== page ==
Gambling news resource Calvin Ayre have openly declared war on Bitcoin declaring that it’s their opinion that Bitcoin Cash should be considered the true Bitcoin. For them, it seems that BCH holds more in common with Satoshi’s Nakamoto’s original white paper and is therefore deserving of the sort-after tag of “Bitcoin”.
With the coming forks and changes, CalvinAyre.com and several other media organizations are reclassifying the nomenclature used when talking about the cryptocurrency.
The publication has listed their preferred terminology for all the current forks of Bitcoin. They wish to refer to Bitcoin (BTC) as SW1, and the proposed fork to larger blocks on this chain as SW2. Meanwhile, the forthcoming Bitcoin Gold fork will be addressed as SWG (SegWit Gold). They go on to call the current SegWit chain an “inefficient (compared to BCC) institutional value transfer system.”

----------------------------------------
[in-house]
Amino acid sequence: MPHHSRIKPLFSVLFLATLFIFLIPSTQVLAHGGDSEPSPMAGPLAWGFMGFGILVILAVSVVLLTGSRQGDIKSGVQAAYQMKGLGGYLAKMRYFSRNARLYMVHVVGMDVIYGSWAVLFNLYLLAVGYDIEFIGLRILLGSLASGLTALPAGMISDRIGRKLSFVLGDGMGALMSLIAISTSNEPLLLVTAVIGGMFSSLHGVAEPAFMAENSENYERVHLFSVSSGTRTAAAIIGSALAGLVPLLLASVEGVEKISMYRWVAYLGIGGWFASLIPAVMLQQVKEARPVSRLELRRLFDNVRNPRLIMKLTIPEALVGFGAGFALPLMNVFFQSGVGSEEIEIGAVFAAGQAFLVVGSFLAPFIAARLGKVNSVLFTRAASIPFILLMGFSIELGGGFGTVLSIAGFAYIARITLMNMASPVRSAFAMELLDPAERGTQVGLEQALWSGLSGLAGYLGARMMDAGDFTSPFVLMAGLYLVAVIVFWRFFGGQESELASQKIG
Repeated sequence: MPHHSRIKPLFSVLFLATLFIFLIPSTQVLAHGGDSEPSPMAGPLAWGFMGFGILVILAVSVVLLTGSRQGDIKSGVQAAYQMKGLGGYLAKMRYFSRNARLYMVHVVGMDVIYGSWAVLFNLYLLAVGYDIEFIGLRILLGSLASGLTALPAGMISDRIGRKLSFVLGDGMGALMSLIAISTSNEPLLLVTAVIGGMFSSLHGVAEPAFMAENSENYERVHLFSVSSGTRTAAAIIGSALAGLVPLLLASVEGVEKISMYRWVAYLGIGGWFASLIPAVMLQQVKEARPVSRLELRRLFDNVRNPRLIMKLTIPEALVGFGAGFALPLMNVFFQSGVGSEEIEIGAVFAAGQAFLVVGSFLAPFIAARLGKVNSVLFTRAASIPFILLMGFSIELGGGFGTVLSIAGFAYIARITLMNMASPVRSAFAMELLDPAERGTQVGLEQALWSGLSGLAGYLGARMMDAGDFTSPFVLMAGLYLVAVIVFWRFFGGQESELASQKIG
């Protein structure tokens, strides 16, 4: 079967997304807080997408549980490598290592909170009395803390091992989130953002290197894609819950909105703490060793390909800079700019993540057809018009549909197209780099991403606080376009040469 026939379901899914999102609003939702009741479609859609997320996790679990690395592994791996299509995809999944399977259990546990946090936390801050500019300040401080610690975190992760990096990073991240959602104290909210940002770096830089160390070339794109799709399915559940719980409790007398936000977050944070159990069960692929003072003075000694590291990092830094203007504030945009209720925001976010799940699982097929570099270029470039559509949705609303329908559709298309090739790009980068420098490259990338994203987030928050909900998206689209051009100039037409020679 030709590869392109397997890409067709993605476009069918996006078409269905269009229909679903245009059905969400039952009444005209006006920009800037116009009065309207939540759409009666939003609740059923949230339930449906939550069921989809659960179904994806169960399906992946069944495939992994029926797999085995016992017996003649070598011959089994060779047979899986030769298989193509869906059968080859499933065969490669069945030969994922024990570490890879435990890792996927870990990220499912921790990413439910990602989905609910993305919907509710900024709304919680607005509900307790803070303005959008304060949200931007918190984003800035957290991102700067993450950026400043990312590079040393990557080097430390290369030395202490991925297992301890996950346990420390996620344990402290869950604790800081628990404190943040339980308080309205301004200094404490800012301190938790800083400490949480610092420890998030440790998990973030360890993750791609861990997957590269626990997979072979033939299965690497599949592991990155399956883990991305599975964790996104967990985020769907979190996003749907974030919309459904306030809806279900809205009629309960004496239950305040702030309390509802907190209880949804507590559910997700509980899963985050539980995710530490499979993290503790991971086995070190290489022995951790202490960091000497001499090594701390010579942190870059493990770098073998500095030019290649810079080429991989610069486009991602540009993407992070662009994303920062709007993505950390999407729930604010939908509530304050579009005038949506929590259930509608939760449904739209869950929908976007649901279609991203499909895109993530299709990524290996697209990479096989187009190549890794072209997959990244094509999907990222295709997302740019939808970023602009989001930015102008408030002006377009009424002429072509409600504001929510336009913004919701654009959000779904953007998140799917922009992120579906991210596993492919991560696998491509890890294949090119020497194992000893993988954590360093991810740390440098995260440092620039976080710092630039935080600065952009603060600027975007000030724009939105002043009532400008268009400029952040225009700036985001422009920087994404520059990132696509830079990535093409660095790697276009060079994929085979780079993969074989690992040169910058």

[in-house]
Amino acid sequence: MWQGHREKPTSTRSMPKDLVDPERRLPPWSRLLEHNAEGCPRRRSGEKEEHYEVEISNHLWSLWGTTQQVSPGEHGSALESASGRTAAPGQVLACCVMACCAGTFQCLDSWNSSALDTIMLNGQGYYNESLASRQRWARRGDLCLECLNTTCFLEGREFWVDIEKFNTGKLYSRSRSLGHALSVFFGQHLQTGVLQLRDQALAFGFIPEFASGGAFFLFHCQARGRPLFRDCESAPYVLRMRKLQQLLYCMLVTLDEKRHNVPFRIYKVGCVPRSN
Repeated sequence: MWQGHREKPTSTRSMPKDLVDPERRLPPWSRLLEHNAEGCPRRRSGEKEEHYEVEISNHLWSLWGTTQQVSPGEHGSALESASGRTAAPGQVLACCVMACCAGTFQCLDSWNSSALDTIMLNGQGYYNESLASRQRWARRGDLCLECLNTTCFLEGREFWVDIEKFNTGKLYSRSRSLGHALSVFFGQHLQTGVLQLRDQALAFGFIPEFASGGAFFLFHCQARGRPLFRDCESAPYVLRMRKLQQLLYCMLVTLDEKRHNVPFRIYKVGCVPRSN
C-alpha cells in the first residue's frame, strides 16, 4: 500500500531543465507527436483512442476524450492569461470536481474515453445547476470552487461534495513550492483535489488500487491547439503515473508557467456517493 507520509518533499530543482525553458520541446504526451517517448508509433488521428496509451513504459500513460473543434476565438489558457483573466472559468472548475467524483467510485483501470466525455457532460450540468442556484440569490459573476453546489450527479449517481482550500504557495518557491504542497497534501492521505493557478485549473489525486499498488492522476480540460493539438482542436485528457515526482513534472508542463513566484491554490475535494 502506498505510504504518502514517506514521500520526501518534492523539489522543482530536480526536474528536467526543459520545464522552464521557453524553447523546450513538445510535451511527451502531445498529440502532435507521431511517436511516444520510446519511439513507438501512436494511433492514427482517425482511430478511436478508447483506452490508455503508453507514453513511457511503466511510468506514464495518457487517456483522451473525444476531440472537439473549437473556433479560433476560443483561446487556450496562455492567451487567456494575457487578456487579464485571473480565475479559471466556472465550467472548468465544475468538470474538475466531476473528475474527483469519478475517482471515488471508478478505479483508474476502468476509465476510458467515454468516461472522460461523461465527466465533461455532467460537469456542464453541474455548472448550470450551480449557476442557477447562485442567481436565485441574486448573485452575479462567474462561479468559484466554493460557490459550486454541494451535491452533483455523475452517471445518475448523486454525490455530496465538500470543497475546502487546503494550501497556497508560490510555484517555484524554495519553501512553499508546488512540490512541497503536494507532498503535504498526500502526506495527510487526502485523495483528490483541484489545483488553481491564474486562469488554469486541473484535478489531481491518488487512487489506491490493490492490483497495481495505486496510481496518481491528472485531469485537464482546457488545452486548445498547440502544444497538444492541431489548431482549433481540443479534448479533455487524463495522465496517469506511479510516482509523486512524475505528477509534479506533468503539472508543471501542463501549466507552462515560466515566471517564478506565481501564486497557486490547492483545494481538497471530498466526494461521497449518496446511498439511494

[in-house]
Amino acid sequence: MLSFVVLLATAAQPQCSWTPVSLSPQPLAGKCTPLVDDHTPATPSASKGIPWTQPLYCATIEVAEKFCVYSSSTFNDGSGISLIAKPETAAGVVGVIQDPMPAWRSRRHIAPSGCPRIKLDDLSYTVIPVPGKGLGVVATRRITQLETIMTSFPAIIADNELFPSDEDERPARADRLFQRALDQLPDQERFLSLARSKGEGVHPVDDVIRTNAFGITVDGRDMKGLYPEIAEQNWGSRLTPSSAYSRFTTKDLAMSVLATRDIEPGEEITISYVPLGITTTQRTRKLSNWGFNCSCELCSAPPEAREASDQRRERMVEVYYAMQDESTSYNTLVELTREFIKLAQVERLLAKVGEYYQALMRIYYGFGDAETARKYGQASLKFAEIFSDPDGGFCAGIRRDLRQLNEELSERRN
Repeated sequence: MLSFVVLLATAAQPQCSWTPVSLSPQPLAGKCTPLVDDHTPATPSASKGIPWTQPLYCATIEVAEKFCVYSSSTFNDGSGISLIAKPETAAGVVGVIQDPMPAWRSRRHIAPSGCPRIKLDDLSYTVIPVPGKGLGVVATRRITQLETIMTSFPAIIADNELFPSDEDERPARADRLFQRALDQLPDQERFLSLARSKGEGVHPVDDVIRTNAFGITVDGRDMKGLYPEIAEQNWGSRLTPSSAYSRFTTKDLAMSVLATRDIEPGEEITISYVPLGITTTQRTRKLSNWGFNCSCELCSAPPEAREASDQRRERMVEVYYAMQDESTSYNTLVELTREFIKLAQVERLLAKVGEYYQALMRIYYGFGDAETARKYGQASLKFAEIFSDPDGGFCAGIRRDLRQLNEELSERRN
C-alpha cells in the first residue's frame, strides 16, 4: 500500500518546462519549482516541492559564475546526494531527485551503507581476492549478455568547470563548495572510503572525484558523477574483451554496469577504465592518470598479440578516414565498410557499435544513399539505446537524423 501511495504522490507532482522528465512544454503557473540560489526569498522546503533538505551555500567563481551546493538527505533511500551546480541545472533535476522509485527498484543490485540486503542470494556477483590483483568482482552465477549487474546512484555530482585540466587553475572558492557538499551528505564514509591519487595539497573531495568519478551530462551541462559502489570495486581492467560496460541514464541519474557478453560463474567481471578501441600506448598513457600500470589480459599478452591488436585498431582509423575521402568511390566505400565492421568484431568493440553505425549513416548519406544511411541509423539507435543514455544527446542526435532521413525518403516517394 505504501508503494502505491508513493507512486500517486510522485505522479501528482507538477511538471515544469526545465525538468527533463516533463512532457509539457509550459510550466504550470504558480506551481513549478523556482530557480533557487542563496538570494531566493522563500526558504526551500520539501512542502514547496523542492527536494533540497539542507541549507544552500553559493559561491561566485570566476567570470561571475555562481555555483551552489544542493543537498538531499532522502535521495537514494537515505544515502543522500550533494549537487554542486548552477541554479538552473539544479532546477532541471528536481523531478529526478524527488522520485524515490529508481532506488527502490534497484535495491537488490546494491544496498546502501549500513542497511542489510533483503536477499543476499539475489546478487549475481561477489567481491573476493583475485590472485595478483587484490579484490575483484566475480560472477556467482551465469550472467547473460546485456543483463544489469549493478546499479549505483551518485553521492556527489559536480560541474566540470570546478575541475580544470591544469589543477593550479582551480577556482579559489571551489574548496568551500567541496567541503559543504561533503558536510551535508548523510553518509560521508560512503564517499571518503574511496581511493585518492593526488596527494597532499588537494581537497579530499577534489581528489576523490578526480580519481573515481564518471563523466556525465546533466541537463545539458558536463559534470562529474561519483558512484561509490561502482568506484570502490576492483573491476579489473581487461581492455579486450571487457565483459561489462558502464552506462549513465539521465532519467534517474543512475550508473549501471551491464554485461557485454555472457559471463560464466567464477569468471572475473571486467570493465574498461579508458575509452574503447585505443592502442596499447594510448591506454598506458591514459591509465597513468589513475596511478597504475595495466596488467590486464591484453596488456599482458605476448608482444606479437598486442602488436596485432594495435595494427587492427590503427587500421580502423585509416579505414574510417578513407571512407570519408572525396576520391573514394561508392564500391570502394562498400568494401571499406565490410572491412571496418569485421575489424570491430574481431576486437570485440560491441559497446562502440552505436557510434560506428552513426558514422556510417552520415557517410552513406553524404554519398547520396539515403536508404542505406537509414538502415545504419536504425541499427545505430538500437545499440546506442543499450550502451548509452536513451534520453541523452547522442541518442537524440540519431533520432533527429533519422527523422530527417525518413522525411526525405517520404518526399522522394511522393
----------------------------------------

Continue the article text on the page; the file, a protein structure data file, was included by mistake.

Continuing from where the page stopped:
However, there still appears to be some confusion over the gambling news source’s own crypto nomenclature. In their lengthy statement, they consistently refer to Bitcoin Cash as “BCC” despite the ticker “BCH” being the common parlance in the industry. We’re not sure how proponents of BitConnect will feel about this appropriation but presumably they’ll be more accommodating of the attention than Bitcoin Core supporters will over the move.
Calvin Ayre.com’s statement goes on to comment on “SegWit Core’s” supposed belief that forks are dangerous and cites Bitcoin Cash as proof of the contrary. They call it an experiment allowing “various models to compete in the free market”. Drawing on the recent Bitcoin Unlimited research into 1GB block sizes, the publication believe that BCC is on the way to becoming becoming a “worldwide peer-to-peer electronic cash system” thanks to on-chain scaling. They sum up with bold advice for their readers and the rest of their industry:
The entire gambling industry needs to move across to the new chain, leaving nobody behind on Segwit branches as it inevitably loses relative to Bitcoin (BCC) in value due to the large transaction fees.